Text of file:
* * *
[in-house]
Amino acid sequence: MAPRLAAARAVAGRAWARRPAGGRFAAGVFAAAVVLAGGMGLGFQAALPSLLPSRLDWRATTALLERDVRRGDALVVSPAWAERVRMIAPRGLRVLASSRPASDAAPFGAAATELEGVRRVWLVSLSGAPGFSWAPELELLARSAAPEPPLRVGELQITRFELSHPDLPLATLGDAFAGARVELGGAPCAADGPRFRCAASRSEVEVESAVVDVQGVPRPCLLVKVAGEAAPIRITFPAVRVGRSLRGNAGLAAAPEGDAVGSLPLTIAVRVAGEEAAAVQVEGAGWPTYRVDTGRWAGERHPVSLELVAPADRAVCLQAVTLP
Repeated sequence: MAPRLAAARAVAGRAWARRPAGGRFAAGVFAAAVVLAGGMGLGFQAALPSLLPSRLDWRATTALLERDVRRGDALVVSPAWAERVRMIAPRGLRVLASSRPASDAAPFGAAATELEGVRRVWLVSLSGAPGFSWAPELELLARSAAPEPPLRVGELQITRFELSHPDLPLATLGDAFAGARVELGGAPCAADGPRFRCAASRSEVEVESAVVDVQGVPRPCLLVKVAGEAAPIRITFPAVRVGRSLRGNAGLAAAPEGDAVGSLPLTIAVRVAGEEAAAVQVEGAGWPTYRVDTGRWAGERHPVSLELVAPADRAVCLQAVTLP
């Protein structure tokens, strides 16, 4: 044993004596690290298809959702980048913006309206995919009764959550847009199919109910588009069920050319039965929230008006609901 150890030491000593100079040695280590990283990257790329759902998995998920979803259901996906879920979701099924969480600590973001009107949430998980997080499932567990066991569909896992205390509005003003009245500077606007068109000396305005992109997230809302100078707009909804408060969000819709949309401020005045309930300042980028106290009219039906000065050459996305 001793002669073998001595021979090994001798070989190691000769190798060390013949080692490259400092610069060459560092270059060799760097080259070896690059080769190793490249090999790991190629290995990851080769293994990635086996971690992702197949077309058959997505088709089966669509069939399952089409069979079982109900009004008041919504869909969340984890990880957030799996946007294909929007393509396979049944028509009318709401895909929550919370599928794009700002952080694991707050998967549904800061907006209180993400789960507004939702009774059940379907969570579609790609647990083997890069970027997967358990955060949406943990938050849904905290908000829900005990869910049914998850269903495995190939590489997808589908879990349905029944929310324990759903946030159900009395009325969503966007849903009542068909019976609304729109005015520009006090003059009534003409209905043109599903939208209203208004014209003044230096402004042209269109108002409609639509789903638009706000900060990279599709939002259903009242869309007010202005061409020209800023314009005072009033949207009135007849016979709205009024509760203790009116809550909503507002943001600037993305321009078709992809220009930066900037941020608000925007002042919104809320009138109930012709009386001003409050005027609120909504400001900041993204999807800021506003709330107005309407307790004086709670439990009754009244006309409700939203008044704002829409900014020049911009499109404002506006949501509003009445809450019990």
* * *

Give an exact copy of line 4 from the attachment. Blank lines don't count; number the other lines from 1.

């Protein structure tokens, strides 16, 4: 044993004596690290298809959702980048913006309206995919009764959550847009199919109910588009069920050319039965929230008006609901 150890030491000593100079040695280590990283990257790329759902998995998920979803259901996906879920979701099924969480600590973001009107949430998980997080499932567990066991569909896992205390509005003003009245500077606007068109000396305005992109997230809302100078707009909804408060969000819709949309401020005045309930300042980028106290009219039906000065050459996305 001793002669073998001595021979090994001798070989190691000769190798060390013949080692490259400092610069060459560092270059060799760097080259070896690059080769190793490249090999790991190629290995990851080769293994990635086996971690992702197949077309058959997505088709089966669509069939399952089409069979079982109900009004008041919504869909969340984890990880957030799996946007294909929007393509396979049944028509009318709401895909929550919370599928794009700002952080694991707050998967549904800061907006209180993400789960507004939702009774059940379907969570579609790609647990083997890069970027997967358990955060949406943990938050849904905290908000829900005990869910049914998850269903495995190939590489997808589908879990349905029944929310324990759903946030159900009395009325969503966007849903009542068909019976609304729109005015520009006090003059009534003409209905043109599903939208209203208004014209003044230096402004042209269109108002409609639509789903638009706000900060990279599709939002259903009242869309007010202005061409020209800023314009005072009033949207009135007849016979709205009024509760203790009116809550909503507002943001600037993305321009078709992809220009930066900037941020608000925007002042919104809320009138109930012709009386001003409050005027609120909504400001900041993204999807800021506003709330107005309407307790004086709670439990009754009244006309409700939203008044704002829409900014020049911009499109404002506006949501509003009445809450019990």